I'm afraid as you're responsible for insuring contents of your home that you would unfortunately have to shell out to replace it all out of your own pocket.
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jelly1000
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(Original post by aherb)
Hi, I currently live in a rented flat; where four flats share a kitchen. I am currently in my fourth and final year of university. I had a year in industry last year and the year before that I resided in the same accommodation and room. There is a small loft like access panel in the ceiling of my room and in my first year living here it flooded a few times with really hot water, not much but I made sure to contact the 24hr security emergency number and the property manager. Each and every time they couldn’t find where it was coming from and they hinted that I was causing problems.

Well, here in my final year of residing it was fine up until tonight where it was a steady flow of water leaking out. I called the 24hr security line and they sent a member of the security team over to investigate, he pulled the joint apart where the leak was coming from, which caused a heavy down pour which flooded my room with at least 1/2" of water covering my entire floor. I rushed and took as much as I could off the floor while I could still see. The water also caused the electricity to trip out in my room. The security of staff called the property manager. They took me to a hotel and that is where I currently am. Thing is it covered the belongings I had on the floor in water including my printer, laptop keyboard, my tablet, all my Uni work, my shoes, my coats and clothes as well as my phone charger and consumables such as toilet roll.
What I am wondering is where do I stand with this I don't have any kind of insurance? Any help is appreciated.
If your parents have contents insurance check that because it might cover you. Otherwise its your responsibility I'm afraid to make sure your stuff is insured.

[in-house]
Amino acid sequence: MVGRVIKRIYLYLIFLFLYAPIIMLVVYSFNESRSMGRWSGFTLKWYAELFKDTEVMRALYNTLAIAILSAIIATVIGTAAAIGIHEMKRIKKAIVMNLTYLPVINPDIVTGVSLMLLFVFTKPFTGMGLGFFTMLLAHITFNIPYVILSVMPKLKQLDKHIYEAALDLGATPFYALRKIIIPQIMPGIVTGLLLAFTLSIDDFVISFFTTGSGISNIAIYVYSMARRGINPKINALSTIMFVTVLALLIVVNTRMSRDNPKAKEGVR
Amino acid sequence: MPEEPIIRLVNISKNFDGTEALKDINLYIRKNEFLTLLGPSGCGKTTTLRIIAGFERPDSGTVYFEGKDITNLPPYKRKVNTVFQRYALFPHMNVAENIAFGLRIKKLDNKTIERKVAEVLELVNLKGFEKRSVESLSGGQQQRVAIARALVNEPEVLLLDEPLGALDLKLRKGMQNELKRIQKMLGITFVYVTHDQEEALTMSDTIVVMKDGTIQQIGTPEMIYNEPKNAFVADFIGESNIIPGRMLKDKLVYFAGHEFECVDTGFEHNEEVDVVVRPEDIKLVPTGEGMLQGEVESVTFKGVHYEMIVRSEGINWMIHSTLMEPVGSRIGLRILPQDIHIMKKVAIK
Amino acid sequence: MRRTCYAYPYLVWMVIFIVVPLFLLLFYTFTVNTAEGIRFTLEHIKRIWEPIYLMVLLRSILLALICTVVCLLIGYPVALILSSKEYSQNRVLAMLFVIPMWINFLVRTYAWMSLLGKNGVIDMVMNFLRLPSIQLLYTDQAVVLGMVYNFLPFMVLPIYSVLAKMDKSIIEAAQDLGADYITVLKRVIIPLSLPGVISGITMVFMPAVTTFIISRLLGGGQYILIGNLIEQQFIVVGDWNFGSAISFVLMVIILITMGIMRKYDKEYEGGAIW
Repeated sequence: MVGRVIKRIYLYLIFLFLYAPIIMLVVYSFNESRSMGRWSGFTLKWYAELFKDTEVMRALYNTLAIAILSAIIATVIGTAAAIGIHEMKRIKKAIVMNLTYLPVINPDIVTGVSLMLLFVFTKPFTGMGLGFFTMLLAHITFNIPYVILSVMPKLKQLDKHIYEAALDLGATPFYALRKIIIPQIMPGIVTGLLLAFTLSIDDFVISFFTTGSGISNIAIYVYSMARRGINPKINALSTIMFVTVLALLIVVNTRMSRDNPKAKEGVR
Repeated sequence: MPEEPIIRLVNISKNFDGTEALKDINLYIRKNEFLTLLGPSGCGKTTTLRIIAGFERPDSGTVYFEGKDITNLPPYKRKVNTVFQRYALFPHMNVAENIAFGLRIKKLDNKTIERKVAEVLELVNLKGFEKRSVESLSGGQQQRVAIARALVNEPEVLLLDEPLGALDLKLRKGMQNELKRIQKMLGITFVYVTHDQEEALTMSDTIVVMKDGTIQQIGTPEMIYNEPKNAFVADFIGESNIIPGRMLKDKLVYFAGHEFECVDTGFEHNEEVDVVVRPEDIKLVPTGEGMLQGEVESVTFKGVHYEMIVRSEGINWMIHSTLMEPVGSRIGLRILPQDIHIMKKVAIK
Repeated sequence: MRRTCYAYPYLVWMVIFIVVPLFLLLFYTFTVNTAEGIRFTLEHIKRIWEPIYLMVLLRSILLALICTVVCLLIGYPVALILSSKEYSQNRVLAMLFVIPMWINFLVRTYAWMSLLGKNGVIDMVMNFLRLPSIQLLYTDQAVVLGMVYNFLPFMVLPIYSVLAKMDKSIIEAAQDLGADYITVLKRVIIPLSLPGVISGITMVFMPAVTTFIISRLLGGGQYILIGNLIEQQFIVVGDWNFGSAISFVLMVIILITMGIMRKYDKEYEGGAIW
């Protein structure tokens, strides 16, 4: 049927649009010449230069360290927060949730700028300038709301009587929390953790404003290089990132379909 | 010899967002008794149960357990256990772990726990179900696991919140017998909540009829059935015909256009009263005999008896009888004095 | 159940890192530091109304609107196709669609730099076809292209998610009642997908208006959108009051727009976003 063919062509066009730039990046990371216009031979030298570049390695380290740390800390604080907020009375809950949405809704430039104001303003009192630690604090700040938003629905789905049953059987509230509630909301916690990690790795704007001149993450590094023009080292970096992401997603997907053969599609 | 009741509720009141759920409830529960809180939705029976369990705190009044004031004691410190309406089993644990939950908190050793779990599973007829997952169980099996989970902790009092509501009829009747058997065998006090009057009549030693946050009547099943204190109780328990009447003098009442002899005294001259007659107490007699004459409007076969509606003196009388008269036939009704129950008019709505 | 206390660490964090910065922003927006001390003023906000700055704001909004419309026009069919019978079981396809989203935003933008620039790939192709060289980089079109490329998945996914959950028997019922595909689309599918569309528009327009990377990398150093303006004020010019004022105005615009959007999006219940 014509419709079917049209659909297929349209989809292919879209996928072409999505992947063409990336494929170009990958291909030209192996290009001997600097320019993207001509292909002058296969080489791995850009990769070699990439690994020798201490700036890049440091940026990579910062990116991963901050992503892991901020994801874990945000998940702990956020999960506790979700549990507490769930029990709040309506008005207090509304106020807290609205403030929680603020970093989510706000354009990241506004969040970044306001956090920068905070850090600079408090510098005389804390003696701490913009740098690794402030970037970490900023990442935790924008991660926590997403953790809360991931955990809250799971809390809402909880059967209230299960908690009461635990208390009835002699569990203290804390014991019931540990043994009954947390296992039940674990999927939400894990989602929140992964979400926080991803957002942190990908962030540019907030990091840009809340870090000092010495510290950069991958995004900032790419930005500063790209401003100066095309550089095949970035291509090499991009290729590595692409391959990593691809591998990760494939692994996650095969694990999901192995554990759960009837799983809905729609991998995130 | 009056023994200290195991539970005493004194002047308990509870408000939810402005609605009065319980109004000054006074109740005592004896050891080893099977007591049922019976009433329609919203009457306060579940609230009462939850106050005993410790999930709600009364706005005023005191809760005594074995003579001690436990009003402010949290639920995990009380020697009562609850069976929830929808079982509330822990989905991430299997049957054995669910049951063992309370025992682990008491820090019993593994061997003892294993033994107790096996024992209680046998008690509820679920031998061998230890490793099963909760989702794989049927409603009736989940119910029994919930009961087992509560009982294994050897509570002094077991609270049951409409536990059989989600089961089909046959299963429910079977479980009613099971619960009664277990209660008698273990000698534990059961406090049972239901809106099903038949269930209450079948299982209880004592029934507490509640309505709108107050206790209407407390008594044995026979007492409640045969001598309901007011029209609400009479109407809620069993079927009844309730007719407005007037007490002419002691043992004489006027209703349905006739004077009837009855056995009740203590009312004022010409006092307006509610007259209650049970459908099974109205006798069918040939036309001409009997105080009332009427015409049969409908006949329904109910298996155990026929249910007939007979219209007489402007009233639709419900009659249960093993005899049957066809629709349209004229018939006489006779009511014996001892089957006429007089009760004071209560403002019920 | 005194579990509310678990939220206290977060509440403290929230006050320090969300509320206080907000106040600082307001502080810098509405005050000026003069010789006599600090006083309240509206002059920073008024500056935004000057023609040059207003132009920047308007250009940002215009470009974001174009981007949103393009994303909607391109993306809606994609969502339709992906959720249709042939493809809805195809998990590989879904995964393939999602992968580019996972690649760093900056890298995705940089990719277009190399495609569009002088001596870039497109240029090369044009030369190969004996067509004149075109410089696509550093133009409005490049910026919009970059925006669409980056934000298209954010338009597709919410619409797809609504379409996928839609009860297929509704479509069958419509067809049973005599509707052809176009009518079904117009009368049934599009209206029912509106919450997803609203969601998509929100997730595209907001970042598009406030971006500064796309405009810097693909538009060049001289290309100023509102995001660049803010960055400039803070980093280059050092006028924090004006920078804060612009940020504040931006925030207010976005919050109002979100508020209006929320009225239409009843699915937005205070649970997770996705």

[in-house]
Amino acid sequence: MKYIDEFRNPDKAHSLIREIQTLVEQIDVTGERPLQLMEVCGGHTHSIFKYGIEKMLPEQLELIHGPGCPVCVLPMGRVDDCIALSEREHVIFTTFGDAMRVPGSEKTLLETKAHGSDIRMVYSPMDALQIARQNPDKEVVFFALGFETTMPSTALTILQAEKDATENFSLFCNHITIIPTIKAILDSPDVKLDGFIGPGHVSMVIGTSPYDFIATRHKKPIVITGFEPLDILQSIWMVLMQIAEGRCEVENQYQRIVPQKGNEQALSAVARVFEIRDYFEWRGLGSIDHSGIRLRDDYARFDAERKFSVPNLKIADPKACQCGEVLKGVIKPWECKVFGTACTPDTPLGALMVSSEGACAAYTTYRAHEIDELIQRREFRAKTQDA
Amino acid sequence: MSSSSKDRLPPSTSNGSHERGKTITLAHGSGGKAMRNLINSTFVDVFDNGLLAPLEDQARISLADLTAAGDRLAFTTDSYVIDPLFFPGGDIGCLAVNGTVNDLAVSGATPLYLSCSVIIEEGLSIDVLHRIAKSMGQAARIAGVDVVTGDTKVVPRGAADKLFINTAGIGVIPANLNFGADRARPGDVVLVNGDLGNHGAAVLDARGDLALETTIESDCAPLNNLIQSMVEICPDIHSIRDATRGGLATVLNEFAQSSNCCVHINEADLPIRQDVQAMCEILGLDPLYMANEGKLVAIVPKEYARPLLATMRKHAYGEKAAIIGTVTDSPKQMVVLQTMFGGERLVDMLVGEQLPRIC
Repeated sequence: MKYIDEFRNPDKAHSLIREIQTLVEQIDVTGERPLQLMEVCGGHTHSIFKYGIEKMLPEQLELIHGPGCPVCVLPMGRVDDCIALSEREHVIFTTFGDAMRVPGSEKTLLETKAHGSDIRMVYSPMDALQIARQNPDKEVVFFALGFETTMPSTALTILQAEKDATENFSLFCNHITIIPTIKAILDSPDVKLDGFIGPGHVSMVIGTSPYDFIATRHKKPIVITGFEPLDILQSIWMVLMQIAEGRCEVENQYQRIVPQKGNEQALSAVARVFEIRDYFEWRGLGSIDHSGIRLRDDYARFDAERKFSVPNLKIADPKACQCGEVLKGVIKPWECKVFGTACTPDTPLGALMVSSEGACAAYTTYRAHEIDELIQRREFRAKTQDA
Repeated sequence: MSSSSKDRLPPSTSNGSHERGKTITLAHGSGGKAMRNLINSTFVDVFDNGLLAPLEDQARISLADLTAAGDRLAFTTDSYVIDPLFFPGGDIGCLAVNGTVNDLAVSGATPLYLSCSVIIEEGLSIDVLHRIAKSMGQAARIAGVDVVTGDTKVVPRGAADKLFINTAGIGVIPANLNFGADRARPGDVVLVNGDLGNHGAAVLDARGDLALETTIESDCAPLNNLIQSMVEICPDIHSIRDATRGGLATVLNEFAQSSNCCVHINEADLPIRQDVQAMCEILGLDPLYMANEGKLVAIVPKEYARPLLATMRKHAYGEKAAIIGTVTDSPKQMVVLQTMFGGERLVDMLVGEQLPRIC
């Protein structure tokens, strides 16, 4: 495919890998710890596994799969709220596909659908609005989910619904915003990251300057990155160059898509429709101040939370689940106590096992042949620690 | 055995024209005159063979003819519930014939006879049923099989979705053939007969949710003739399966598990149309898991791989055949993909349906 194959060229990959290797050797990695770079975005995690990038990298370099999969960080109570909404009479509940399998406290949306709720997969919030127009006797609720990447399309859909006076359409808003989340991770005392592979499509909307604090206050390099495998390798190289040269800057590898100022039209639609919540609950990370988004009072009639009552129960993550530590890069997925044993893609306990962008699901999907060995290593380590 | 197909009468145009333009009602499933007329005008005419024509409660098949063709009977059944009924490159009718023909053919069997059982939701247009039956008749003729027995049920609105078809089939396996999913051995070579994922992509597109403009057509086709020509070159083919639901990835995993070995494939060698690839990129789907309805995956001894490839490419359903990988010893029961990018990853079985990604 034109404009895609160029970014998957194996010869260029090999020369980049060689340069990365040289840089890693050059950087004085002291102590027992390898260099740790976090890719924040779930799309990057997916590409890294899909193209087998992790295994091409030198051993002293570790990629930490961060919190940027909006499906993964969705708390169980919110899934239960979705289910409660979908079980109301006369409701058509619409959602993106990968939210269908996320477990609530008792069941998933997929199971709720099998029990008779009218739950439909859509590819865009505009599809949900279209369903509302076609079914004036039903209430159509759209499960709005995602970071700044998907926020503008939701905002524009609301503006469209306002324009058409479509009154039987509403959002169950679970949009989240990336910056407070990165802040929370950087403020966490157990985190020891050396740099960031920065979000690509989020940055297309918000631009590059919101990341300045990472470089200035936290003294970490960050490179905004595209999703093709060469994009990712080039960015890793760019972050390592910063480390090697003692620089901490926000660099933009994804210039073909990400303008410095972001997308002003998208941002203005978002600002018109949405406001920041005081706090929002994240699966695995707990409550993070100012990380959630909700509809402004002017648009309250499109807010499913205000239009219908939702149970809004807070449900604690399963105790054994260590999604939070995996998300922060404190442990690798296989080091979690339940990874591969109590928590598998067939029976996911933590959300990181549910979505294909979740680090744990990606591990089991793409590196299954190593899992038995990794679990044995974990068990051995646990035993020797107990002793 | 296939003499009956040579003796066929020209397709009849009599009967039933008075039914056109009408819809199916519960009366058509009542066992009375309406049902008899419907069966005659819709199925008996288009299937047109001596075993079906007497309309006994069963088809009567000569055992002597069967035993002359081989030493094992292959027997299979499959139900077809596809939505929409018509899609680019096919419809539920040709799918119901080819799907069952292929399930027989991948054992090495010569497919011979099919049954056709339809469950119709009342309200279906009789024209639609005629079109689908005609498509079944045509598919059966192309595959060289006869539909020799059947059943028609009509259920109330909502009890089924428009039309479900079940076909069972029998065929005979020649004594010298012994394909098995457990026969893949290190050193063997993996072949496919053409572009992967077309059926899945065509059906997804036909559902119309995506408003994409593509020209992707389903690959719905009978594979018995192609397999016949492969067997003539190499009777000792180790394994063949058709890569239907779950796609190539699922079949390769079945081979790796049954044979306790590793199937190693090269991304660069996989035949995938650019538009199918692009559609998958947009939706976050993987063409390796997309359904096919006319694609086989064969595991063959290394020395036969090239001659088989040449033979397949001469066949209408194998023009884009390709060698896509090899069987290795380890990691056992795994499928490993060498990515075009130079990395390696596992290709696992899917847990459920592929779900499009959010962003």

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doodle_333
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It might be worth trying to complain to your landlord and ask for compensation as they have failed to fix a problem that they have known about for a long time but I doubt you will get anywhere. As others have said insurance is your responsibility.
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Good bloke
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(Original post by aherb)
What I am wondering is where do I stand with this I don't have any kind of insurance? Any help is appreciated.
It depends on whose fault the problem is. If the building owner or landlord is responsible, as seems likely, then you can demand that they pay for damage to your goods (and they can claim on their insurance).

If the liability is yours (say, if you caused the leak) then you will have to pay or claim on your own insurance. This doesn't sound likely though as there seems to be a leak in the plumbing which would be the landlord's responsibility.

The fact that you have reported the problem several times and it has gone without repair will help to establish negligence on their part.

You need to keep a log of all incidents and of all communications with the landlord, including the dates of previous problem reports, together with supporting evidence.